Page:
Recently, a video from villagers of Sarguja district of Chattisgarh went viral on social media . The video shows the villagers taking an oath to implement an economic boycott of Muslims. The problem does not end here because this move was motivated by a Hindutva outfit. The Vishva Hindu Parishad (VHP) is known to distribute pamphlets calling for the economic boycott of those whom they consider “anti national, anti hindu, love jihadists” .
Also ,one more incident came to limelight from INDORE of Madhya Pradesh where a 25 year old bangle seller was brutally thrashed. The attack was a result of a communal campaign pushed by hindutva groups on different social media handles for an economic boycott of muslim vendors in the country.
A progressive re-articulation of the concept of untouchability or a re-reading of the anti discrimination legislation is required to end this.
Now, the problem is that the fundamental rights enshrined in our constitution under articles 14,15 and 17 do not talk about religion driven economic boycott.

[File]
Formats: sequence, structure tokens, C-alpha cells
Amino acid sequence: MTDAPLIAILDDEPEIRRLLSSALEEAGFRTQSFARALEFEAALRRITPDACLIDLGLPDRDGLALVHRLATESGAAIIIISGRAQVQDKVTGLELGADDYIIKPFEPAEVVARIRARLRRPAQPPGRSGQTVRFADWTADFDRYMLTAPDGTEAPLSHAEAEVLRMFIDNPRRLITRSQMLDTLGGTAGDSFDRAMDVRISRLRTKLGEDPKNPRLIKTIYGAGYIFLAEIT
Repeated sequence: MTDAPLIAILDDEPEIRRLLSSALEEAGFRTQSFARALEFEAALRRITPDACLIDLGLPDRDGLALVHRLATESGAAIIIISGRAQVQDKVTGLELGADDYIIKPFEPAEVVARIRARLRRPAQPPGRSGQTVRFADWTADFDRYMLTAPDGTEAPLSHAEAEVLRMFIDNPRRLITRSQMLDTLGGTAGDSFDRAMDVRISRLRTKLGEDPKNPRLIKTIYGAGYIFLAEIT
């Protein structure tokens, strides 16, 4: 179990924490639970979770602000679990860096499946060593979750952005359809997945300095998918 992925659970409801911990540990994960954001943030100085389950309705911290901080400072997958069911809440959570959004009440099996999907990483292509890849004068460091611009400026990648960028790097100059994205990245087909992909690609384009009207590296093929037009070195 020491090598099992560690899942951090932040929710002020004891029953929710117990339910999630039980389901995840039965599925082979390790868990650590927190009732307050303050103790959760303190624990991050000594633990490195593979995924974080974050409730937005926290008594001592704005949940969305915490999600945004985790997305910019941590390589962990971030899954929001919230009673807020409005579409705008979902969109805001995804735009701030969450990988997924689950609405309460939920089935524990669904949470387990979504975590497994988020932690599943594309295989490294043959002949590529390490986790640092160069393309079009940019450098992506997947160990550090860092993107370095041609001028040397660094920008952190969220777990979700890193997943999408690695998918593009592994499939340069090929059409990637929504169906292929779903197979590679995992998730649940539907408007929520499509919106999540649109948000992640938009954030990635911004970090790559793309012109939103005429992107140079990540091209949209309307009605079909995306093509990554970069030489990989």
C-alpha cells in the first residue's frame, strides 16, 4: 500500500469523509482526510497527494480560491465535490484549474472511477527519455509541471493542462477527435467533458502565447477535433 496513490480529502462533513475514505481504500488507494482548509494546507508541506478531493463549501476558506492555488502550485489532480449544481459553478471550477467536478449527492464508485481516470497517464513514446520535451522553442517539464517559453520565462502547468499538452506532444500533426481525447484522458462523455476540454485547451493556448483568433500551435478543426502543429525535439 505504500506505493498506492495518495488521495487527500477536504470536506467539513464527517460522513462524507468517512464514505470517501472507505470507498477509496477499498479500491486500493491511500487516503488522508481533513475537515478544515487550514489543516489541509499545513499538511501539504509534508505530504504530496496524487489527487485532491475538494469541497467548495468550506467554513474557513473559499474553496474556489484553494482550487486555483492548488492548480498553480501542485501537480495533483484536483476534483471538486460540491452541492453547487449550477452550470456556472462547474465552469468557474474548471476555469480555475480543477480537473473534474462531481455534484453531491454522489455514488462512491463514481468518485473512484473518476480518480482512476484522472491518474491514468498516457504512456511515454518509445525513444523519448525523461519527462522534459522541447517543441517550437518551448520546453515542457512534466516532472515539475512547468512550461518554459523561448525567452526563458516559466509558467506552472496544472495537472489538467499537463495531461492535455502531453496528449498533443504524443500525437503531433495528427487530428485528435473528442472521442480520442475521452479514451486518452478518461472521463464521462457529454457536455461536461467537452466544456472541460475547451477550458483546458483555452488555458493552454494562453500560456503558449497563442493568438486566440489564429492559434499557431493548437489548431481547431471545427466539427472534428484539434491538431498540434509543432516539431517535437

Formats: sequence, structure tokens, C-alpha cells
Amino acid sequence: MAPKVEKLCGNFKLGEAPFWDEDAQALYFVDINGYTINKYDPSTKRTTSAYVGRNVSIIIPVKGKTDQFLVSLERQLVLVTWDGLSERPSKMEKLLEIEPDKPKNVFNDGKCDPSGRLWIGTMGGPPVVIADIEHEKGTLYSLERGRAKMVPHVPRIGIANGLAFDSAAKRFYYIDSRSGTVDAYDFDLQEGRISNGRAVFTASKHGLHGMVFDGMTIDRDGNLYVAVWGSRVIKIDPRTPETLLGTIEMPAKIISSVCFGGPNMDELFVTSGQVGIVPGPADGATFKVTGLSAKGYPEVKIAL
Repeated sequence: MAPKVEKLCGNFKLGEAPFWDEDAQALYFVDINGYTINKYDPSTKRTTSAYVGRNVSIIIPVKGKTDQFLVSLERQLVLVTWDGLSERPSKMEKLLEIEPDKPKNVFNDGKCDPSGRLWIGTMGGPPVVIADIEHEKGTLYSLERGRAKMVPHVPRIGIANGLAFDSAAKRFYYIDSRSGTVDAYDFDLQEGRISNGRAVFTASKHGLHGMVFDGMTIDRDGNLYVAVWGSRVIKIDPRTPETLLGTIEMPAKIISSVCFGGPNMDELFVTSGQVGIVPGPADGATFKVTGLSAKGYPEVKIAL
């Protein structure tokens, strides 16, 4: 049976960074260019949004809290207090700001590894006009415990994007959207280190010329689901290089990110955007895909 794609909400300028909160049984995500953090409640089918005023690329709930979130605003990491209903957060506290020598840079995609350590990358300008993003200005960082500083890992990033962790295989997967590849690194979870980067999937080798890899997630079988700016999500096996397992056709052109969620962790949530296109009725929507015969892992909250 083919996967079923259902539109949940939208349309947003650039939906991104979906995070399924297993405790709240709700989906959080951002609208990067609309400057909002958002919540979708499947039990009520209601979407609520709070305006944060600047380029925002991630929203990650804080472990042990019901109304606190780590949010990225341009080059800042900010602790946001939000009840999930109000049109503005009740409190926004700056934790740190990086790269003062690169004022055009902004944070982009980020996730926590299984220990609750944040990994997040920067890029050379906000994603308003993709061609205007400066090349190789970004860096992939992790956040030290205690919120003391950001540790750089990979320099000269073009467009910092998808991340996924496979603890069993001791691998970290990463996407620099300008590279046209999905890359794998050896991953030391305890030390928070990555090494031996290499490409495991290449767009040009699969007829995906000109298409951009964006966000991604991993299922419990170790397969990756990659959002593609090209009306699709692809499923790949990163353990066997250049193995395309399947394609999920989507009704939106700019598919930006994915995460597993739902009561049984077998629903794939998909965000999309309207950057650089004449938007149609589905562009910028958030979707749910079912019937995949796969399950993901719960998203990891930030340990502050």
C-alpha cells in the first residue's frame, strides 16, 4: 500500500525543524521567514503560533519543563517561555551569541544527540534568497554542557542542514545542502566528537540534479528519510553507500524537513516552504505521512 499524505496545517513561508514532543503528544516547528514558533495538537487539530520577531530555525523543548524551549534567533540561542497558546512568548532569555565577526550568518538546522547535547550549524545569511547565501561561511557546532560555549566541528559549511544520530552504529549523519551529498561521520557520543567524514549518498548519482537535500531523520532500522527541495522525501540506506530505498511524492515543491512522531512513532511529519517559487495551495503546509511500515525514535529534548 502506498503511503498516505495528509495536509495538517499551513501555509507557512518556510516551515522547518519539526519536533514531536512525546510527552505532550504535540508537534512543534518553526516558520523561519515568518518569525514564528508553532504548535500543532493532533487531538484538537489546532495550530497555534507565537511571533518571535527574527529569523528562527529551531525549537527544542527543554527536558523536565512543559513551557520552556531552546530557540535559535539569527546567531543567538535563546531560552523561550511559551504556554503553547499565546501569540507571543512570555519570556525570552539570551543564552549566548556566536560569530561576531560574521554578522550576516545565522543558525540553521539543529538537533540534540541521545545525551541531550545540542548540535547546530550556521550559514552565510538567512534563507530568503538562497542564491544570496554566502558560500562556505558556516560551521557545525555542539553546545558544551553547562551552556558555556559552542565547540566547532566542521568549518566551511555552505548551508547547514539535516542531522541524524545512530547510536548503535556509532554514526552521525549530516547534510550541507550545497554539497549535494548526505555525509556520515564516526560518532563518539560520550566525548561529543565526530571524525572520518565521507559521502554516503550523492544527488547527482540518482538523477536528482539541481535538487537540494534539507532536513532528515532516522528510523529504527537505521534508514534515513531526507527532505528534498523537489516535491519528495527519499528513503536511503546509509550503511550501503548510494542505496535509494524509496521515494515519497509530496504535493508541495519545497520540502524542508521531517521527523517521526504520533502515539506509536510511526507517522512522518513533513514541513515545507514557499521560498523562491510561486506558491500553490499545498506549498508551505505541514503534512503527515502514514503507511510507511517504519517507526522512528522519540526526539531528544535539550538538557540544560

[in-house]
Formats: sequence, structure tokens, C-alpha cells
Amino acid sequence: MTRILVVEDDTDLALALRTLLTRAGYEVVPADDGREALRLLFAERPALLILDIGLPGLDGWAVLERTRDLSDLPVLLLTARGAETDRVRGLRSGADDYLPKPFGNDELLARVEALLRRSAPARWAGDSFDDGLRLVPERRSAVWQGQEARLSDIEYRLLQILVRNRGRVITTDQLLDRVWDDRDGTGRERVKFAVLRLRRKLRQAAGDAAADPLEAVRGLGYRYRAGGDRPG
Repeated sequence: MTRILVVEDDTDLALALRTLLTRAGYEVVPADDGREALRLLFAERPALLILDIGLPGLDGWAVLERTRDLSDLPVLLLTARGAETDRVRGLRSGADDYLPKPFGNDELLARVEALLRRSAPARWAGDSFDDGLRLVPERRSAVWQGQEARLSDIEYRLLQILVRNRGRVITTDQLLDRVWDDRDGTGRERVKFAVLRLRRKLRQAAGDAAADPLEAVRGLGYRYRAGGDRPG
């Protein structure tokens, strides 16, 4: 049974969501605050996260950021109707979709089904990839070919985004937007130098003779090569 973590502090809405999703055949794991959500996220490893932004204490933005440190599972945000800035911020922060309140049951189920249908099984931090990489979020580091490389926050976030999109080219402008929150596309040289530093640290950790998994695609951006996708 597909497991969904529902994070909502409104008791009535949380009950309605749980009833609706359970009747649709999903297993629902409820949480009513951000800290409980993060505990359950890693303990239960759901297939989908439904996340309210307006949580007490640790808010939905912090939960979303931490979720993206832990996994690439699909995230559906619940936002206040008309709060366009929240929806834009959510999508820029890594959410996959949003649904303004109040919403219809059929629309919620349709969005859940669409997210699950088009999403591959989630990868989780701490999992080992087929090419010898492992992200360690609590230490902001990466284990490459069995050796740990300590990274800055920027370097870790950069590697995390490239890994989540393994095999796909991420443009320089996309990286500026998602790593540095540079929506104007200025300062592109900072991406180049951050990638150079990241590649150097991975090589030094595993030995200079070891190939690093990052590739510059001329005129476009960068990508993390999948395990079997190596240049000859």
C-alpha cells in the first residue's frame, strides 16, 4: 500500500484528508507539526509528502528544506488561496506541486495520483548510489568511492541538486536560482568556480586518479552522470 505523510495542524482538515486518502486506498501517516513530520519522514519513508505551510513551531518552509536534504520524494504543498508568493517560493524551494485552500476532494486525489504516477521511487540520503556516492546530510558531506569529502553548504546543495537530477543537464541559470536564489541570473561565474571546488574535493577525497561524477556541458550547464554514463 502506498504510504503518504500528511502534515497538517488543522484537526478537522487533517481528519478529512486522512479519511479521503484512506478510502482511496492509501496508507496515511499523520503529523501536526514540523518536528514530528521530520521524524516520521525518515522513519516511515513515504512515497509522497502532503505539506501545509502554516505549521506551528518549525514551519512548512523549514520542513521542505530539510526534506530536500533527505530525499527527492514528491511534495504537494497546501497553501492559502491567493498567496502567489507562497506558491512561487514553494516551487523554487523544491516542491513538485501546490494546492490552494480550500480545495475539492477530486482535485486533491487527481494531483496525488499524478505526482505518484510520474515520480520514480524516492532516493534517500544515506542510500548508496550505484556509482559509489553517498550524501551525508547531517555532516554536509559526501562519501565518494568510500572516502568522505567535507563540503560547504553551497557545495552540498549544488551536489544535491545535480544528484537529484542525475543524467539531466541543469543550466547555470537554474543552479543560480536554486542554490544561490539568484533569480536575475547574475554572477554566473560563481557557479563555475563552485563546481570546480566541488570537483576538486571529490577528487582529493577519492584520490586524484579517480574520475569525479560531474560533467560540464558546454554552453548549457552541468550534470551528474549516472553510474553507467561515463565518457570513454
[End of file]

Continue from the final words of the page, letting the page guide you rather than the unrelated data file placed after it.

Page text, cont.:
In India, mere provision of rights has proved to be insufficient to prevent marginalisation owing to the practice of untouchability and hence, the legislature and the judiciary have had to make and interpret special laws to that effect. Two laws which explicitly make social and economic boycotts punishable are The Scheduled Castes and the scheduled Tribes ( Prevention of atrocities) Act, 1989 , and Maharashtra protection of people from Social boycott ( prevention, prohibition and redressal) act,2016 . However ,the scope of both is restricted to criminalising caste-based discrimination and boycotts .
The many Indians who oppose such targeting of Mulims need to stand up and resist the current trend in their own individual ways. only then and not till then we as a nation will be on the path of progress .
These grave new developments need to be taken into cognisance and an urgent politico-legal response to such public calls for economic boycott of any religion is required . India is known for its unity in diversity. Let’s cherish this legacy and any attempt to demean it should be taken very seriously.